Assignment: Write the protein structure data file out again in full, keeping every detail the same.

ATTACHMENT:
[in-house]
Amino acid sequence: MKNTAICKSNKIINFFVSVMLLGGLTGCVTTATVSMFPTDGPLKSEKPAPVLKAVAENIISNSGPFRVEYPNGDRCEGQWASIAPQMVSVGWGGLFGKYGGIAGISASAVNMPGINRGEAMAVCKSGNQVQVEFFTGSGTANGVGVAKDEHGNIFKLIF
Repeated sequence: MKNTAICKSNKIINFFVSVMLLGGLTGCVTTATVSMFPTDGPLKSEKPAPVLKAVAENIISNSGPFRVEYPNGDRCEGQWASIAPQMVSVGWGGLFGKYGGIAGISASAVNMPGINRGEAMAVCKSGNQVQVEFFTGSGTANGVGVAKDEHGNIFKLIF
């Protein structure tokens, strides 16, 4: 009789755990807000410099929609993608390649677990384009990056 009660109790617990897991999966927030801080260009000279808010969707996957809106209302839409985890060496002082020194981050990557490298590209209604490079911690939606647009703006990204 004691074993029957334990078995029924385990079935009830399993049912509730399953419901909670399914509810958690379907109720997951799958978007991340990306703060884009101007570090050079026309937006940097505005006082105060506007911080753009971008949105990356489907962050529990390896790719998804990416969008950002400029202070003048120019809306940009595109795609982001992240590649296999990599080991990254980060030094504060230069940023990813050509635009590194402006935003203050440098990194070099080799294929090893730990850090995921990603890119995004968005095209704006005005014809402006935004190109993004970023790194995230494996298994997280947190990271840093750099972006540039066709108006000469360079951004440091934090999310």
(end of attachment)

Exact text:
[in-house]
Amino acid sequence: MKNTAICKSNKIINFFVSVMLLGGLTGCVTTATVSMFPTDGPLKSEKPAPVLKAVAENIISNSGPFRVEYPNGDRCEGQWASIAPQMVSVGWGGLFGKYGGIAGISASAVNMPGINRGEAMAVCKSGNQVQVEFFTGSGTANGVGVAKDEHGNIFKLIF
Repeated sequence: MKNTAICKSNKIINFFVSVMLLGGLTGCVTTATVSMFPTDGPLKSEKPAPVLKAVAENIISNSGPFRVEYPNGDRCEGQWASIAPQMVSVGWGGLFGKYGGIAGISASAVNMPGINRGEAMAVCKSGNQVQVEFFTGSGTANGVGVAKDEHGNIFKLIF
């Protein structure tokens, strides 16, 4: 009789755990807000410099929609993608390649677990384009990056 009660109790617990897991999966927030801080260009000279808010969707996957809106209302839409985890060496002082020194981050990557490298590209209604490079911690939606647009703006990204 004691074993029957334990078995029924385990079935009830399993049912509730399953419901909670399914509810958690379907109720997951799958978007991340990306703060884009101007570090050079026309937006940097505005006082105060506007911080753009971008949105990356489907962050529990390896790719998804990416969008950002400029202070003048120019809306940009595109795609982001992240590649296999990599080991990254980060030094504060230069940023990813050509635009590194402006935003203050440098990194070099080799294929090893730990850090995921990603890119995004968005095209704006005005014809402006935004190109993004970023790194995230494996298994997280947190990271840093750099972006540039066709108006000469360079951004440091934090999310």